What are the odds that people will make smart decisions about money if they don’t need to make smart decisions — if they can get rich making dumb decisions?

— Michael Lewis, The Big Short

Childish Economics

22 Mar 2014 /

I have a very difficult time imagining the economic ‘theory’ that motivates proposals such as this one by Pres. Obama [to "streamline" the Fair Labor Standards Act so that more white-collar employees would be eligible for overtime pay]. The best that I can do is to imagine how a two-year-old child would respond if asked to propose a way to raise workers incomes.


A Mega Millions Lottery Ticket is a Good Investment

12 Mar 2014 /

Mega Millions uses 75 numbers for the first five selections and 15 numbers for the Mega ball.

The number of unique combinations of five numbers selected from a pool of 75 is

\frac{75!}{5!(75-5)!} = 17,259,390

Multiply that times 15 possibilities for the Mega ball and the odds of winning come out to 1 in 258,890,850.

BUT THE CURRENT MEGA MILLIONS JACKPOT IS OVER $350 MILLION!

Any time you can get 350 million to one odds on a 258 million to one bet, you’ve got to take it.


Income Inequality Explained

10 Mar 2014 /

Via NPR:

http://www.npr.org/blogs/thetwo-way/2014/02/14/277058739/1-in-4-americans-think-the-sun-goes-around-the-earth-survey-says


Spa Day at the Vet and Erica’s Departure

2 Mar 2014 /

I dropped Lightning off at the vet for grooming . . .

“Make it like a spa day for him,” I said. “With lots of pampering. Don’t just put him in the sink and soak him down like we do at home. Make it free pampering though, nothing that will cause extra charges to accrue. By the way, where’s Erica?”

Erica is usually at the desk on weekends but today there was a new girl. The new girl, Lauren, said that Erica is moving to Arizona and won’t be working there anymore.

“She will be greatly missed,” Lauren said.

She sure will. People are insane when it comes to their pets and Erica was always extremely patient and attentive — extremely.

I wish I had the kind of personality that makes people miss me when I go away but oh well . . . I guess I have other qualities. Everyone’s different.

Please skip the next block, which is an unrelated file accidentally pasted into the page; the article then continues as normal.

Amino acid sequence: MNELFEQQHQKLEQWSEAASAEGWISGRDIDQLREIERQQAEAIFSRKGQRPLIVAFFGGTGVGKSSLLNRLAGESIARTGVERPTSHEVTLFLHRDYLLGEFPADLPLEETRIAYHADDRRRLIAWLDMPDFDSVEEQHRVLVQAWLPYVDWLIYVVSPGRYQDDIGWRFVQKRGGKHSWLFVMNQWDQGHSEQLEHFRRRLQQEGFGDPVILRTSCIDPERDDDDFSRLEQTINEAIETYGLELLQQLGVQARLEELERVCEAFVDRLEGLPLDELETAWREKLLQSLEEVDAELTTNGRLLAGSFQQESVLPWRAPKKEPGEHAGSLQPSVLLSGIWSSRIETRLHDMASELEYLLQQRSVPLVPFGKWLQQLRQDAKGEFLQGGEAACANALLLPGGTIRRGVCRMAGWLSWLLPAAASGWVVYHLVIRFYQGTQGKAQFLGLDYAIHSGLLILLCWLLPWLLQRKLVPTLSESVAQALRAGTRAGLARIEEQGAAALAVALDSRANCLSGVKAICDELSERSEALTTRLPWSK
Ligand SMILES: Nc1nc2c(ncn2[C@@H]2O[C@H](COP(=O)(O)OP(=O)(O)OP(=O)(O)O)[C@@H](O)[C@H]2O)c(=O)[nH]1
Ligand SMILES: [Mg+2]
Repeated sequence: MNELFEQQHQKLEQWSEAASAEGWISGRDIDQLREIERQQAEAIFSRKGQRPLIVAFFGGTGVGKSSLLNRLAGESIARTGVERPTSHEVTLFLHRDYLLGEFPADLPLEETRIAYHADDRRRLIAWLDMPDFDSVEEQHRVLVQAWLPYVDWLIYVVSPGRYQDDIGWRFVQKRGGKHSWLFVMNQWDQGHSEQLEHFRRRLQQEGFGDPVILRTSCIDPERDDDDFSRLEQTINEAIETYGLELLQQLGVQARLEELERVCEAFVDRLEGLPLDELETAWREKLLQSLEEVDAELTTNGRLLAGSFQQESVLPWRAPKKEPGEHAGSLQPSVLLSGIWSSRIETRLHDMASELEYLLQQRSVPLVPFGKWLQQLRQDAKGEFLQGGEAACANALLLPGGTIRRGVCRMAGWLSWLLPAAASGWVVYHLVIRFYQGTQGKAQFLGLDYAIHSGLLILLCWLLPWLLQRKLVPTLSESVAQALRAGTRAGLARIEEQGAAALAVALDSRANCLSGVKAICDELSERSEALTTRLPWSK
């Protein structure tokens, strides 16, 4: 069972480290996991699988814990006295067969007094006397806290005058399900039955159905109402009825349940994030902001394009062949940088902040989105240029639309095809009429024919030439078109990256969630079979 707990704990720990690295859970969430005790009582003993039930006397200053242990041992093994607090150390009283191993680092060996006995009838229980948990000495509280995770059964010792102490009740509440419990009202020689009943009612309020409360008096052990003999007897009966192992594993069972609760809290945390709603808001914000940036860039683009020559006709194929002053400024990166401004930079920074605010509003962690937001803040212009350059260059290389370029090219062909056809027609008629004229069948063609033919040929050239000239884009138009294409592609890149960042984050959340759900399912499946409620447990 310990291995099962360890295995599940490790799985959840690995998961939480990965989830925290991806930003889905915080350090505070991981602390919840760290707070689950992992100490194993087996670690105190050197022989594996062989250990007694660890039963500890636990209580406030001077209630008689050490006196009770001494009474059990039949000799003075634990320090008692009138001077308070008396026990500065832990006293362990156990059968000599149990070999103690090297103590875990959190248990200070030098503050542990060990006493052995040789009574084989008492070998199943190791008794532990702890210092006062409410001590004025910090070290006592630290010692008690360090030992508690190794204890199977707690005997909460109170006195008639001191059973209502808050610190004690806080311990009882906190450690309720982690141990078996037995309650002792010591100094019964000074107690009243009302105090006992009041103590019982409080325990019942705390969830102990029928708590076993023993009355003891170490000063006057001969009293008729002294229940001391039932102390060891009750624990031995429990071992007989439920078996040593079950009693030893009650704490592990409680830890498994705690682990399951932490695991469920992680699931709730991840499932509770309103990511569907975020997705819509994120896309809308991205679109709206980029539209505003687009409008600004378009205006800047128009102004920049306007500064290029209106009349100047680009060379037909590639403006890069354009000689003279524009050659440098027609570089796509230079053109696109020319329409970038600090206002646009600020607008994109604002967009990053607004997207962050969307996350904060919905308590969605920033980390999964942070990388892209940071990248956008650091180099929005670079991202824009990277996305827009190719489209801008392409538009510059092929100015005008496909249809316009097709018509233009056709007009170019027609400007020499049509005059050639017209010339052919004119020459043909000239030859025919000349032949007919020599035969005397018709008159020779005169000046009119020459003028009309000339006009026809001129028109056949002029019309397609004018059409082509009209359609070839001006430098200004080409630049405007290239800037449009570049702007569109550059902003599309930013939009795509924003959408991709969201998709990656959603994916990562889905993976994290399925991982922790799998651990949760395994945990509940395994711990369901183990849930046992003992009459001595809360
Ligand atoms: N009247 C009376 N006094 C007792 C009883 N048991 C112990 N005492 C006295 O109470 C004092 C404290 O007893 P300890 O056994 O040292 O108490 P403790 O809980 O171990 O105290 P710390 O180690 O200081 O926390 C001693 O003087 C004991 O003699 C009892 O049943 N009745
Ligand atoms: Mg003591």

/

Later, when I picked Lightning up, they’d put a bow around his neck, which is a new thing. Usually they don’t decorate the dog.

“Oh that’s nice,” I said. “Is there an extra charge for that?”

“Yeah,” said Lauren, “it’s 50 dollars.”

I miss Erica . . .


More People I’m Sick Unto Death Of

30 Jan 2014 /
Eric Garcetti

Eric Garcetti

The mayor of Los Angeles, Eric Garcetti, said this the other day:

“Some of the monies that will come from that will go to other parts of the city too that connect in with that . . .”

OK, that’s out of context and it doesn’t make any sense, but — “monies”?!

“Hi, I’m Eric Garcetti. I have a dollar bill so I have a money. If you give me another dollar, I’ll have some monies.”

No. You can have a dollar or a billion dollars. One word covers all the possibilities and that word is “money.”

“Monies” is a word used by politicians and academians and other posturing pricks who’d like you to think that they’re doing the Lord’s work and not soiling their hands with anything as grubby as “money.”


Success is Not (All) About Money

10 Jan 2014 /

But I think American liberals have also made the mistake of focusing too much on income and wealth as the measures of success. Every chart and graph we see about America’s increase in “inequality” is about either money, or the likelihood of getting money. Sure, disparities of wealth are distasteful. Sure, money is one thing that confers social status. But by focusing on it obsessively, I think liberals are helping to cement its paramount importance as the end-all and be-all of social outcomes.

Related links


Lottery Update

18 Dec 2013 /
Mega Millions

I did not win the $586 million. Will have to continue to get by on my wit and virtue . . .


Plans for My Lottery Winnings

18 Dec 2013 /
Mega Millions

The Mega Millions jackpot is up to $586 million. I bought two tickets at the gas station where I buy sodas every morning.

“I hope I don’t have to split it,” I said to the guy. “I want the whole $500 million.”

“What are you going to do with all that money?” he asked.

“First of all, I’m going to buy a new cup for my sodas every morning, instead of bringing the old cups back in for the refill price.”

“That’s it?”

“I’ll also be a lot harder to get along with at the office. No more Mr. Nice Guy.”